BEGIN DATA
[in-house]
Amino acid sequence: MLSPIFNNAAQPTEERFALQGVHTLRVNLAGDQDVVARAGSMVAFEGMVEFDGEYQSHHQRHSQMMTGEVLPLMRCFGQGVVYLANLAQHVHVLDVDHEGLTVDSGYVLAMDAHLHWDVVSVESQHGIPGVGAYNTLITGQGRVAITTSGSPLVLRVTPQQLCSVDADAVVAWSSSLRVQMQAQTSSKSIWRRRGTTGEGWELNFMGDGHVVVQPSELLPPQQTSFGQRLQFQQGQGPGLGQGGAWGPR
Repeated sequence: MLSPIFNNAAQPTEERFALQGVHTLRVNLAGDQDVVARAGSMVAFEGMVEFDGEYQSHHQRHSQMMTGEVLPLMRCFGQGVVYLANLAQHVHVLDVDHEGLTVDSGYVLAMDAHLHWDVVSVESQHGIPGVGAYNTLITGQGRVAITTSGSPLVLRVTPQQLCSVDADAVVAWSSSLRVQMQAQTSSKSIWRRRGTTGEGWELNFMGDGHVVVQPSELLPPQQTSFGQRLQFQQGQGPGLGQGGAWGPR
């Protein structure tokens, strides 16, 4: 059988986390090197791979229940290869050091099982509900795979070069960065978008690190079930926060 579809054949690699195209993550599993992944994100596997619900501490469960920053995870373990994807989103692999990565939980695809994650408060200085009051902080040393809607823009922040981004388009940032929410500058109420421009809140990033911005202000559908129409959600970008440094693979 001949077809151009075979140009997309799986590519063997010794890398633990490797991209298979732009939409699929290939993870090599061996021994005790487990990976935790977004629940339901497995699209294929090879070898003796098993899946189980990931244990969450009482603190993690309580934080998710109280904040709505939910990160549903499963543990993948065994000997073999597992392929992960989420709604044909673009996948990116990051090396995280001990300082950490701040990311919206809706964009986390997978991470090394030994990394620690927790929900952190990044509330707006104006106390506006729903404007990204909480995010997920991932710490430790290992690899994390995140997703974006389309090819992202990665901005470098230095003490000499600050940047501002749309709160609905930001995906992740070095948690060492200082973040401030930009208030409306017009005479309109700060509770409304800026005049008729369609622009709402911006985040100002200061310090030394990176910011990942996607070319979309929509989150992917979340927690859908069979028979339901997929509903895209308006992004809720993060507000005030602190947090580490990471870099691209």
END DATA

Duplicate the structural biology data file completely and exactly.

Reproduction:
[in-house]
Amino acid sequence: MLSPIFNNAAQPTEERFALQGVHTLRVNLAGDQDVVARAGSMVAFEGMVEFDGEYQSHHQRHSQMMTGEVLPLMRCFGQGVVYLANLAQHVHVLDVDHEGLTVDSGYVLAMDAHLHWDVVSVESQHGIPGVGAYNTLITGQGRVAITTSGSPLVLRVTPQQLCSVDADAVVAWSSSLRVQMQAQTSSKSIWRRRGTTGEGWELNFMGDGHVVVQPSELLPPQQTSFGQRLQFQQGQGPGLGQGGAWGPR
Repeated sequence: MLSPIFNNAAQPTEERFALQGVHTLRVNLAGDQDVVARAGSMVAFEGMVEFDGEYQSHHQRHSQMMTGEVLPLMRCFGQGVVYLANLAQHVHVLDVDHEGLTVDSGYVLAMDAHLHWDVVSVESQHGIPGVGAYNTLITGQGRVAITTSGSPLVLRVTPQQLCSVDADAVVAWSSSLRVQMQAQTSSKSIWRRRGTTGEGWELNFMGDGHVVVQPSELLPPQQTSFGQRLQFQQGQGPGLGQGGAWGPR
């Protein structure tokens, strides 16, 4: 059988986390090197791979229940290869050091099982509900795979070069960065978008690190079930926060 579809054949690699195209993550599993992944994100596997619900501490469960920053995870373990994807989103692999990565939980695809994650408060200085009051902080040393809607823009922040981004388009940032929410500058109420421009809140990033911005202000559908129409959600970008440094693979 001949077809151009075979140009997309799986590519063997010794890398633990490797991209298979732009939409699929290939993870090599061996021994005790487990990976935790977004629940339901497995699209294929090879070898003796098993899946189980990931244990969450009482603190993690309580934080998710109280904040709505939910990160549903499963543990993948065994000997073999597992392929992960989420709604044909673009996948990116990051090396995280001990300082950490701040990311919206809706964009986390997978991470090394030994990394620690927790929900952190990044509330707006104006106390506006729903404007990204909480995010997920991932710490430790290992690899994390995140997703974006389309090819992202990665901005470098230095003490000499600050940047501002749309709160609905930001995906992740070095948690060492200082973040401030930009208030409306017009005479309109700060509770409304800026005049008729369609622009709402911006985040100002200061310090030394990176910011990942996607070319979309929509989150992917979340927690859908069979028979339901997929509903895209308006992004809720993060507000005030602190947090580490990471870099691209």